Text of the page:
On the basis of the mMMSE as a measure of cognitive effects, both groups improved, on average, over all time points. This was anticipated, given the well-known short-term effects of ECT on cognition and their documented trajectory of improvement over time.24,25 A more comprehensive assessment of the cognitive effects of these 2 treatments is deferred to a report that will include analysis of the full neuropsychological test battery data.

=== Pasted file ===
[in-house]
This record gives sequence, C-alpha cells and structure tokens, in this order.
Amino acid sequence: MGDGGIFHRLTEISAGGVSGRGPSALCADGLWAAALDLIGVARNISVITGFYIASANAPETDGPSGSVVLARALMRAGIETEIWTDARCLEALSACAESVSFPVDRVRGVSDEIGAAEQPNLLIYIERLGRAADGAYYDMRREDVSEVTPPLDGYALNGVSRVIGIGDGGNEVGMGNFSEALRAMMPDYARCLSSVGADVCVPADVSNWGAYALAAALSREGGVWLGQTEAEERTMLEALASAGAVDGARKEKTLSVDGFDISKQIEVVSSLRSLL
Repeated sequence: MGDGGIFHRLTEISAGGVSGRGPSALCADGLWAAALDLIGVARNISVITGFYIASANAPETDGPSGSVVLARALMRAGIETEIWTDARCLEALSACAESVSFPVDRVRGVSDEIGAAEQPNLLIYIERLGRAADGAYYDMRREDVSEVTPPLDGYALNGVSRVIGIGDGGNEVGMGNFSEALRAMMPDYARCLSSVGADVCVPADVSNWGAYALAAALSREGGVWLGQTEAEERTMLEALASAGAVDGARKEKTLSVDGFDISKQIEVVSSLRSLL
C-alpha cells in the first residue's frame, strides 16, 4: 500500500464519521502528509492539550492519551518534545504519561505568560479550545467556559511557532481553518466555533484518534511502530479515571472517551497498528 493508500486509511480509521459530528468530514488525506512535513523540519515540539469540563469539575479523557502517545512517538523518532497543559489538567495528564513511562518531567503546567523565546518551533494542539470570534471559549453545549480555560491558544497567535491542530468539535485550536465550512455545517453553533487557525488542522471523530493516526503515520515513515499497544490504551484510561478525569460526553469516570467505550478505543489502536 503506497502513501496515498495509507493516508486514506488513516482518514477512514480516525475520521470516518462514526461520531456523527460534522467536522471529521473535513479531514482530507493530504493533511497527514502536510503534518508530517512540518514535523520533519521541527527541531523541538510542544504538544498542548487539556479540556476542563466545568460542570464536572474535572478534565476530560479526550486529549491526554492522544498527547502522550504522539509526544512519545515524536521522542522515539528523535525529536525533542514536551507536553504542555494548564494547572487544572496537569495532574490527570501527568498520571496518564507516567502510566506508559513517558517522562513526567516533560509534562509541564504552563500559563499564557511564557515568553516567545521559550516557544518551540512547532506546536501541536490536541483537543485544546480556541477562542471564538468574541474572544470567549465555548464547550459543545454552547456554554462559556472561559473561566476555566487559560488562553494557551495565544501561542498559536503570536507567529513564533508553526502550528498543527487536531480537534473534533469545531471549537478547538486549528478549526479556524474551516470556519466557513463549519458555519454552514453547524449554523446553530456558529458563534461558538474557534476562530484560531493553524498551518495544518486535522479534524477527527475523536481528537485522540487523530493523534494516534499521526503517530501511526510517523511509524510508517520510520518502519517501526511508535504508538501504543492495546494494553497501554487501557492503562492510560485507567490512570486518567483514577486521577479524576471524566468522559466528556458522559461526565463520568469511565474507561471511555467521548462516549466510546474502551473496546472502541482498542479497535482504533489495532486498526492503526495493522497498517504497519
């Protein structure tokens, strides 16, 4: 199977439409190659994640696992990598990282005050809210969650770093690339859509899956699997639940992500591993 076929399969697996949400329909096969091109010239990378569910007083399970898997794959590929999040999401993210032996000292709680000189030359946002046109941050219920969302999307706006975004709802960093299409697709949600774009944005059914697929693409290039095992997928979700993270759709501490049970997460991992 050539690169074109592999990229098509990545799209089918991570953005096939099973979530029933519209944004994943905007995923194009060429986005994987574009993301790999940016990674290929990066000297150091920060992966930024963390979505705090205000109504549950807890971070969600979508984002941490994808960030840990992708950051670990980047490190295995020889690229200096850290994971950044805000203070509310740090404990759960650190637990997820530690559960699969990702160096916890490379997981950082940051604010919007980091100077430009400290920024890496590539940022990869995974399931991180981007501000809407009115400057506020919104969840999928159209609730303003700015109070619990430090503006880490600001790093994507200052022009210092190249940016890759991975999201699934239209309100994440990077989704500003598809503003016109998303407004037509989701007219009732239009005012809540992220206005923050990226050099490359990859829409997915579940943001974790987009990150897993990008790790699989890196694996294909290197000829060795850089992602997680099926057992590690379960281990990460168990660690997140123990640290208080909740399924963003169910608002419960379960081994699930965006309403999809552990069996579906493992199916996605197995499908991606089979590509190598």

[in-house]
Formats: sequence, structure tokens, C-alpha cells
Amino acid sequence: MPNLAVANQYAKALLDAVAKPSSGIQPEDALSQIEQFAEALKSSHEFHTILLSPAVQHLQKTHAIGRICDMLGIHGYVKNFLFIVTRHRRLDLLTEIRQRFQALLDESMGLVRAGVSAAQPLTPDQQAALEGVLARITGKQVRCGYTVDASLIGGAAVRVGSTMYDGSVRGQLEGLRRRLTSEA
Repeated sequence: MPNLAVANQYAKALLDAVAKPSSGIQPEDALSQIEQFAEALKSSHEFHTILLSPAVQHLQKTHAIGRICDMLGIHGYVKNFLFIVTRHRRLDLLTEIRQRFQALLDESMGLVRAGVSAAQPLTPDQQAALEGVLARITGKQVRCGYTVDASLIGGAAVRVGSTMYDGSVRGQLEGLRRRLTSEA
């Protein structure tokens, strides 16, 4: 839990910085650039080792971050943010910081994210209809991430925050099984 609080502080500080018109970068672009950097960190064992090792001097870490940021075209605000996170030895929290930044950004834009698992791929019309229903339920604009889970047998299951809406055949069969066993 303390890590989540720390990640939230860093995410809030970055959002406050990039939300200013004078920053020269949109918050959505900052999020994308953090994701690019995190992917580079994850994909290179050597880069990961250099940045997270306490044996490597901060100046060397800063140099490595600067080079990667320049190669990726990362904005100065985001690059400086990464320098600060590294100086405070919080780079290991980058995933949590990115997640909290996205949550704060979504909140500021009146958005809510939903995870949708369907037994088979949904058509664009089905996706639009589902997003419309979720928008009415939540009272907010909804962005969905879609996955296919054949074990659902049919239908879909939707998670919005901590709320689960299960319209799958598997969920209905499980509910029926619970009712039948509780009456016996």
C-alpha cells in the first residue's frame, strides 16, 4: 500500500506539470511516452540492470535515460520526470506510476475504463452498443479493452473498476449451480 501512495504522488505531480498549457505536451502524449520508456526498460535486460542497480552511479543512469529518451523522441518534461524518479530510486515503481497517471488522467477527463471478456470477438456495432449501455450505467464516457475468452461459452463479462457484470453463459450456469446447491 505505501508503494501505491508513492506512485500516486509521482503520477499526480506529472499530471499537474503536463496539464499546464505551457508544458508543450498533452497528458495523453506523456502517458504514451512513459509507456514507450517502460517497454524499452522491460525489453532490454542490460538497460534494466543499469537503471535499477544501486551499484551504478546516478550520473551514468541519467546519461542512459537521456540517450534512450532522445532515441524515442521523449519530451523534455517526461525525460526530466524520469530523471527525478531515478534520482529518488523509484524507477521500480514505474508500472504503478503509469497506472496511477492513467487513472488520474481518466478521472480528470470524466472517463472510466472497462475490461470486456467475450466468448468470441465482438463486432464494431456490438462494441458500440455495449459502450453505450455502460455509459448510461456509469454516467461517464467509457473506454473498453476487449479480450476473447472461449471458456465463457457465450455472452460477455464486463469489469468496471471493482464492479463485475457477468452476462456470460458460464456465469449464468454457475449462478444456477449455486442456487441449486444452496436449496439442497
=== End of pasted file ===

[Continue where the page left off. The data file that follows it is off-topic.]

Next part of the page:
A strength of the study is the size of the patient sample, making it one of the largest randomized ECT data sets in the modern literature. The sample is also geographically diverse and represents typical, severely depressed, often treatment-refractory patients, who are not uncommon in contemporary practice. Other strengths of the study are the careful standardization of the ECT and medication management procedures and the innovative approach to the standardization of assessments, given the constraints of a nonblinded primary efficacy outcome measure.